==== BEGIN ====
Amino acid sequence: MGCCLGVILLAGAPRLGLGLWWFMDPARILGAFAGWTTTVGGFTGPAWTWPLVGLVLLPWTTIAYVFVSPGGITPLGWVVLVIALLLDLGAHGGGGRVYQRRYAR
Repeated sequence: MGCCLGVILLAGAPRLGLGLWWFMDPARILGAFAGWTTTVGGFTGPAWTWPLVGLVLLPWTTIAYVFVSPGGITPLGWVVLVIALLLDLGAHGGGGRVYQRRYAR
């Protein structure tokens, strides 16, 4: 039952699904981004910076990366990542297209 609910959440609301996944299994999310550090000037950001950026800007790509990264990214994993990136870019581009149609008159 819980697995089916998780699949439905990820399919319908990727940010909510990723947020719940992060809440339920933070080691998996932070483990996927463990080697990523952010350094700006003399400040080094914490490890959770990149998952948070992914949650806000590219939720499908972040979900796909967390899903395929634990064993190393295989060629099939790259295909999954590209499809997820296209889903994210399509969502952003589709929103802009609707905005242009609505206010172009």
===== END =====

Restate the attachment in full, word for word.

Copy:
Amino acid sequence: MGCCLGVILLAGAPRLGLGLWWFMDPARILGAFAGWTTTVGGFTGPAWTWPLVGLVLLPWTTIAYVFVSPGGITPLGWVVLVIALLLDLGAHGGGGRVYQRRYAR
Repeated sequence: MGCCLGVILLAGAPRLGLGLWWFMDPARILGAFAGWTTTVGGFTGPAWTWPLVGLVLLPWTTIAYVFVSPGGITPLGWVVLVIALLLDLGAHGGGGRVYQRRYAR
């Protein structure tokens, strides 16, 4: 039952699904981004910076990366990542297209 609910959440609301996944299994999310550090000037950001950026800007790509990264990214994993990136870019581009149609008159 819980697995089916998780699949439905990820399919319908990727940010909510990723947020719940992060809440339920933070080691998996932070483990996927463990080697990523952010350094700006003399400040080094914490490890959770990149998952948070992914949650806000590219939720499908972040979900796909967390899903395929634990064993190393295989060629099939790259295909999954590209499809997820296209889903994210399509969502952003589709929103802009609707905005242009609505206010172009």